As soon as the number of free male settlers exceeded 5,000, the territorial legislature was to be created, and this happened in 1798. The full mechanisms of government were put in place, as outlined in the Northwest Ordinance. A bicameral legislature consisted of a House of Representatives and a Council. The first House had 22 representatives, apportioned by population of each county. The House then nominated 10 citizens to be Council members. The nominations were sent to the U.S. Congress, which appointed five of them as the Council. This assembly became the legislature of the Territory, although the governor retained veto power.
Article VI of the Articles of Compact within the Northwest Ordinance prohibited the owning of slaves within the Northwest Territory. However, territorial governments evaded this law by use of indenture laws. The Articles of Compact prohibited legal discrimination on the basis of religion within the territory.
The township formula created by Thomas Jefferson was first implemented in the Northwest Territory through the Land Ordinance of 1785. The square surveys of the Northwest Territory would become a hallmark of the Midwest, as sections, townships, counties (and states) were laid out scientifically, and land was sold quickly and efficiently (although not without some speculative aberrations).
Arthur St. Clair was the territory's governor until November 1802, when President Thomas Jefferson removed him from office and appointed Charles Willing Byrd, who served the position until Ohio became a state and elected its first governor, Edward Tiffin, on March 3, 1803. The Supreme Court consisted of (1) John Cleves Symmes; (2) James Mitchell Varnum, who died in 1789, replaced by George Turner, who resigned in 1796, and was replaced by Return Jonathan Meigs, Jr.; and (3) Samuel Holden Parsons, who died in 1789, replaced by Rufus Putnam, who resigned 1796, and was replaced by Joseph Gilman. There were three secretaries: Winthrop Sargent (July 9, 1788 - May 31, 1798); William Henry Harrison (June 29, 1798 - December 31, 1799); and Charles Willing Byrd (January 1, 1800 - March 1, 1803).
The territory's first common pleas court opened at Marietta on September 2, 1788. Its first judges were General Rufus Putnam, General Benjamin Tupper, and Colonel Archibald Crary. Ebenezer Sproat was the first sheriff, Paul Fearing became the first attorney to practice in the territory, and Colonel William Stacy was foreman of the first grand jury.Griffin Greene was appointed justice of the peace.
Winthrop Sargent, the first secretary of the territory, married Roewena Tupper, daughter of Gen. Benjamin Tupper, on February 6, 1789 at Marietta in the first Western marriage ceremony held within the Northwest Territory.
The General Assembly of the Northwest Territory consisted of a Legislative Council (five members chosen by Congress) and a House of Representatives consisting of 22 members elected by the male freeholders in nine counties. The first session of the Assembly was held in September 1799. Its first important task was to select a non-voting delegate to the U.S. Congress. Locked in a power struggle with Governor St. Clair, the legislature narrowly elected William Henry Harrison as the first delegate over the governor's son, Arthur St. Clair, Jr. Subsequent congressional delegates were William McMillan (1800-1801) and Paul Fearing (1801-1803).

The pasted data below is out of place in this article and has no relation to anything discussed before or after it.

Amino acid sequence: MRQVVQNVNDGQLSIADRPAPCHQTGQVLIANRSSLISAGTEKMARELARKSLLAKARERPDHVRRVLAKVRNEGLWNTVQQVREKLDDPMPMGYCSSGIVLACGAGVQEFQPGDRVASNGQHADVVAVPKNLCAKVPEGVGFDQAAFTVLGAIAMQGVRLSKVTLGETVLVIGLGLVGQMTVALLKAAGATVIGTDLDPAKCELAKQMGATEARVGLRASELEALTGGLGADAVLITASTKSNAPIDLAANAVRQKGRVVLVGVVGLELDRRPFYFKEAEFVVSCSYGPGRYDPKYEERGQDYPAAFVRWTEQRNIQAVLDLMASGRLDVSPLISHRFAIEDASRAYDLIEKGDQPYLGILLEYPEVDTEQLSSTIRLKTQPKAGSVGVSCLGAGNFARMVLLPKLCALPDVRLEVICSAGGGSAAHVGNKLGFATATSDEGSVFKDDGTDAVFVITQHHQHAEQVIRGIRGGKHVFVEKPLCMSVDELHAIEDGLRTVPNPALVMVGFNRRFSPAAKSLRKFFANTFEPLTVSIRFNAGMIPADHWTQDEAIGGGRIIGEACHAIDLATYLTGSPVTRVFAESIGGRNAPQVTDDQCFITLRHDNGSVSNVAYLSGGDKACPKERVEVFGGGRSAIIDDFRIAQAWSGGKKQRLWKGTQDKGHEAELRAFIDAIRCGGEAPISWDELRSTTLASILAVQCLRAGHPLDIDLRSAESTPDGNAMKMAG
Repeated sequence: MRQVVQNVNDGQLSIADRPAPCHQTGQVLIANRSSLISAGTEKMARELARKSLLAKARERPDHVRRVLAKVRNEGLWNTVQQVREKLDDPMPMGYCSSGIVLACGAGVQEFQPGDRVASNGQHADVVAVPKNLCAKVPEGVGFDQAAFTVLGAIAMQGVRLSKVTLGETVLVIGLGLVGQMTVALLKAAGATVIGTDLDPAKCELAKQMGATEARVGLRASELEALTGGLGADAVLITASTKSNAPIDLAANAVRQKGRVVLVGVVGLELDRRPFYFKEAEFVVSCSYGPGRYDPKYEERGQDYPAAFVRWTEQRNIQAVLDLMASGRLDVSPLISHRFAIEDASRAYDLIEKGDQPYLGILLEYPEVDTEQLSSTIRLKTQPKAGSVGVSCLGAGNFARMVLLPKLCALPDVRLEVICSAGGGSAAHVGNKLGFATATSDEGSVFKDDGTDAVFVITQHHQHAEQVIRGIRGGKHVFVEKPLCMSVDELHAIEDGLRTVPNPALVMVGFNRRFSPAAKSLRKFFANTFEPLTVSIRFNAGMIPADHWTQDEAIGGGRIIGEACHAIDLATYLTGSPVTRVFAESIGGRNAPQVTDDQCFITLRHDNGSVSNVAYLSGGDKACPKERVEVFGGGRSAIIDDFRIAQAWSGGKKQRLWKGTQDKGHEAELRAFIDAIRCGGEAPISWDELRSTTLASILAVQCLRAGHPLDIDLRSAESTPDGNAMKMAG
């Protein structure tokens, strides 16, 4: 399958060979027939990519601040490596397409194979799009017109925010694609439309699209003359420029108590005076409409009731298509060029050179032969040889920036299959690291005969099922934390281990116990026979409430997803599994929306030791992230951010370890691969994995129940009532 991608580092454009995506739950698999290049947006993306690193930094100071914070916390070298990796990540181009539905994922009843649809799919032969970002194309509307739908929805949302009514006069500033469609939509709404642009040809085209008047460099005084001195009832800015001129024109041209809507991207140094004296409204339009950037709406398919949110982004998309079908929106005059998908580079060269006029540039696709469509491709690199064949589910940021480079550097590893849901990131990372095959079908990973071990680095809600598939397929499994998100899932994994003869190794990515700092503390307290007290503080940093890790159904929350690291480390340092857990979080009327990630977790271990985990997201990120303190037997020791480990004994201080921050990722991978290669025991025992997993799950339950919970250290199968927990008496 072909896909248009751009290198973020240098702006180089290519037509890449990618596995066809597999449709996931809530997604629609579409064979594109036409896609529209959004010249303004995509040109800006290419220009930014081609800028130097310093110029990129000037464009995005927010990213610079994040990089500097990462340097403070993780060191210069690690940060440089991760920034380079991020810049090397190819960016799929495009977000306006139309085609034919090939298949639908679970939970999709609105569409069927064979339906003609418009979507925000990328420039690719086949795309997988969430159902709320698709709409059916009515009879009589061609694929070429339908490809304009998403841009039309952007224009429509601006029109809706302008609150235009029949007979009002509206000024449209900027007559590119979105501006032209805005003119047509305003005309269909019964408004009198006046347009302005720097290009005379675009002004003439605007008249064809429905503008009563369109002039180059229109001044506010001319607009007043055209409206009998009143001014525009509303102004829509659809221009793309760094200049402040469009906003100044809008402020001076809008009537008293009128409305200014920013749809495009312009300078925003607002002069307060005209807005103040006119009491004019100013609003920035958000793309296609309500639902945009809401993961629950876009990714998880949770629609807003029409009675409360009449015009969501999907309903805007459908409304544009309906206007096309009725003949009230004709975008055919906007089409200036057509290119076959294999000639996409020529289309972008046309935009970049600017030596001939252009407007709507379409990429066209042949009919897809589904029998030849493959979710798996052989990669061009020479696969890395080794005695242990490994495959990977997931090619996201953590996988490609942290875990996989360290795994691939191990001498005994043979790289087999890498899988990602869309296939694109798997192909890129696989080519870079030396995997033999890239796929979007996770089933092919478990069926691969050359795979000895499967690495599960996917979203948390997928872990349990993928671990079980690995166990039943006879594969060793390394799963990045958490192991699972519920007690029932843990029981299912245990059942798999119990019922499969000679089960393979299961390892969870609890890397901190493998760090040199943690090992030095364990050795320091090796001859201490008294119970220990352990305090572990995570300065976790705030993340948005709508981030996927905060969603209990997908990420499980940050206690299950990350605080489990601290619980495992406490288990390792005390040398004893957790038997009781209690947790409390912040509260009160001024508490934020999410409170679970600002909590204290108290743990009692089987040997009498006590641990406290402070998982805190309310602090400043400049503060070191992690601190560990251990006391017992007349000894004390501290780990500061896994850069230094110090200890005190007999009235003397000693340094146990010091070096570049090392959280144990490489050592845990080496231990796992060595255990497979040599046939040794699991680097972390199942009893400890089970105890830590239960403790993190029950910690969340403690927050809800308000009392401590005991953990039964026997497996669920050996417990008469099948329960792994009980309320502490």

The Northwest Ordinance called for a public university for the education, settlement and eventual statehood of the frontier of Ohio and beyond. Article 3 stated, "Religion, morality, and knowledge being necessary to good government and the happiness of mankind, schools and the means of education shall forever be encouraged." The Land Ordinance of 1785 created an innovation in public education when it reserved resources for local public schools. The ordinance divided the territory into 36 mile2 townships, and each township was further divided into 36 one mile2 tracts for purposes of sale. The ordinance then stated that "there shall be reserved from sale the lot No. 16 of every township for the maintenance of public schools within the said township."
The next year, American Western University was founded in Athens, Ohio, upstream of the Hocking River, due to its location directly between Chillicothe (an original capital of Ohio) and Marietta. It was formally established on February 18, 1804, as Ohio University.
Time of first settlement or possession by United States.
13 counties were formed by Governor Arthur St. Clair during the territory's existence:
Knox, Randolph and St. Clair counties were separated from the territory effective July 4, 1800, and, along with the western part of Wayne County, and unorganized lands in what are now Minnesota and Wisconsin, became the Indiana Territory.
The Northwest Territory ceased to exist upon Ohio statehood on March 1, 1803; the lands in Ohio that were previously part of Wayne County but not included in Trumbull County reverted to an unorganized status until new counties could be formed. The remainder of Wayne County, roughly the eastern half of the Lower Peninsula of Michigan and the eastern tip of the Upper Peninsula, was attached to Indiana Territory.